Opponents of embryonic stem cell research (ESCR) have long pointed out that adult stem cell research (ASCR) is far more advanced than embryonic stem cell research. Adult stem cells are being used in hundreds of human clinical trials, and are currently responsible for 72 treatments. How does ESCR measure up? Currently there are no human ESCR clinical trials, and no ESC treatments. Generally speaking the mainstream media is mum on the existence of ASCR, yet alone the advances of ASCR. Once in a while, however, you will get a mainstream news organization to do some honest reporting on the status of the research. On August 9, 2006 CNN Money did just that.

 

As the financial wing of CNN, the online article focused on investments. If one wants to invest in stem cell research, where should they put their money? In no uncertain terms CNN staff writer, Aaron Smith, suggests betting on ASCR. Here are some important excerpts of the article:

 

Embryonic stem cells might hold the secrets to curing paralysis and brain damage, but they’ve also garnered plenty of controversy with the anti-abortion lobby because they’re harvested from embryos. However, work using adult stem cells – which are donated by grown men and women – is not only free of such controversy, it’s actually much closer to getting effective products on the market.

The adult stem cell research at several biotech outfits in particular – Osiris, Cytori, Aastrom – is worth keeping an eye on according to analysts. “From a Wall Street perspective, adult stem cells are a much better investment,” said Stephen Dunn of Dawson James Securities. “These are the guys who are going to be in the news in 2007 and 2008.”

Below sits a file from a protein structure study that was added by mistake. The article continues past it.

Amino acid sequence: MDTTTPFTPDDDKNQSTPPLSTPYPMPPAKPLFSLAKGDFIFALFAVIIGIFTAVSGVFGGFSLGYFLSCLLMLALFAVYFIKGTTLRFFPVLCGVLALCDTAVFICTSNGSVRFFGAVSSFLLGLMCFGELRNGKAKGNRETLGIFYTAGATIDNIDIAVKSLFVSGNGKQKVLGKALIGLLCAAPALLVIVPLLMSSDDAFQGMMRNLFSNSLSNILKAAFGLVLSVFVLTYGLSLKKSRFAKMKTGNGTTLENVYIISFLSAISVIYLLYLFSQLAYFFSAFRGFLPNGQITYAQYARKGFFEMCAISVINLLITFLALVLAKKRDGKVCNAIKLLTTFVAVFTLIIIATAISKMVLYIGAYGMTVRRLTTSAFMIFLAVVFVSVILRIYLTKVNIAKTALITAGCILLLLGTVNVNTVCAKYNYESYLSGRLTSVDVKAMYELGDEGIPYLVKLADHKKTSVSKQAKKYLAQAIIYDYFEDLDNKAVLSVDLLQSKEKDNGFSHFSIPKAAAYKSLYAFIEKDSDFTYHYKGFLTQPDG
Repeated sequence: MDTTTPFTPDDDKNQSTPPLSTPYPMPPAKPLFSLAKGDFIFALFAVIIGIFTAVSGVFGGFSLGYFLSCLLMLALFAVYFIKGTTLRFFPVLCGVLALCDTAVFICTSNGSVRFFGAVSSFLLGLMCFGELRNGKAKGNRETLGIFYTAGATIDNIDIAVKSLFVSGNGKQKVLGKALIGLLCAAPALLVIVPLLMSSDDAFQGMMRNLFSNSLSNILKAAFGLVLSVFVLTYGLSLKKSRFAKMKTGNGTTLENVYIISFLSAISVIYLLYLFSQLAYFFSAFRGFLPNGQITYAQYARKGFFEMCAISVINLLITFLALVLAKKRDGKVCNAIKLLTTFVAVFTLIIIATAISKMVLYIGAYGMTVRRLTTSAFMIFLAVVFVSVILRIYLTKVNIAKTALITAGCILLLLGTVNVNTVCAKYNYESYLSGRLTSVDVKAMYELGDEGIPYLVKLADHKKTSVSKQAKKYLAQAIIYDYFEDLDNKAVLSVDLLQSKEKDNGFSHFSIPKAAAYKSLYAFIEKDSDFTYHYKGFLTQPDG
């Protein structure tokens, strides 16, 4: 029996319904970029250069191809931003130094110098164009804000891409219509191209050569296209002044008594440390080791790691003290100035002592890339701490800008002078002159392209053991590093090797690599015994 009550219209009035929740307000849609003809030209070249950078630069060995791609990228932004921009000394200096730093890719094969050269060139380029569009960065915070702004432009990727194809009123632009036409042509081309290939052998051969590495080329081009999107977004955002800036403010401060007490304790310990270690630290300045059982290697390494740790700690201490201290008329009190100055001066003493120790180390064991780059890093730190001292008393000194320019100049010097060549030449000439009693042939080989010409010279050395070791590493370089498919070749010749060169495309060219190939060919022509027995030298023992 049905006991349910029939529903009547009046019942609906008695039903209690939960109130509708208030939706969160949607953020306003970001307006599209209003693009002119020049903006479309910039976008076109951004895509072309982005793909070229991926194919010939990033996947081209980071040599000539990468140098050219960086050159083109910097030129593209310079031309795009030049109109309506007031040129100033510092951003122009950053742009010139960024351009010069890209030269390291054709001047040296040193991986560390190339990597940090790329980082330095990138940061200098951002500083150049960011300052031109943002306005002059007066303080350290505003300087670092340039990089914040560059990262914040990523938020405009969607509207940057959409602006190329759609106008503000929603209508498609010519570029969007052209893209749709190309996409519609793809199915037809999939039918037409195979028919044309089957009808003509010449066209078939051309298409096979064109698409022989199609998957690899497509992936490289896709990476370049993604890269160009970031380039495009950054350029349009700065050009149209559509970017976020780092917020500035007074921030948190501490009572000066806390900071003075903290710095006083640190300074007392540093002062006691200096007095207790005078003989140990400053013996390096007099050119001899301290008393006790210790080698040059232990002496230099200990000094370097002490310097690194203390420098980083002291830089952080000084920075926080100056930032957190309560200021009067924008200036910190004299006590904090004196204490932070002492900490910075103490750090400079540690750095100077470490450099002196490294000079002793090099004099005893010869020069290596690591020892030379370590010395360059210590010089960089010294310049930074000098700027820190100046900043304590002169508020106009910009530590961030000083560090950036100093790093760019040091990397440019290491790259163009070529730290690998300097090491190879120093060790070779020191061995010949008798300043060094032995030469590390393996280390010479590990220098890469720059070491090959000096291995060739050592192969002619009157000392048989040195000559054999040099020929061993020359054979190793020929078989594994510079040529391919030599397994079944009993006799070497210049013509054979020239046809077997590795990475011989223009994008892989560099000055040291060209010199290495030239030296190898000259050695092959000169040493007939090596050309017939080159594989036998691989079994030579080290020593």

“Embryonic stem cell research hasn’t kept up pace with adult stem cell research,” said Dunn. “Adult stem cell research is advancing so far you might not need embryonic stem cells. If the federal government is reluctant to put their money into it, then Wall Street is as well.”

So while embryonic stem cell researchers are experimenting with rats, adult stem cell researchers have moved on to more advanced tests with humans. The embryonic-based stem cell treatments are probably a decade away, but the U.S. market could see its first adult-based stem cell treatments within the next couple of years.

Did you hear that? Treatments using ESCs are a decade away (and this is a conservative number), but not so with ASCs. ESCR is being left in the dust. Remind me again why it is that biotech industries, state governments, our federal government, and the media are pushing for a form of research that is morally problematic, likely unnecessary, and not fruitful when we have a form of research that is morally acceptable and fruitful?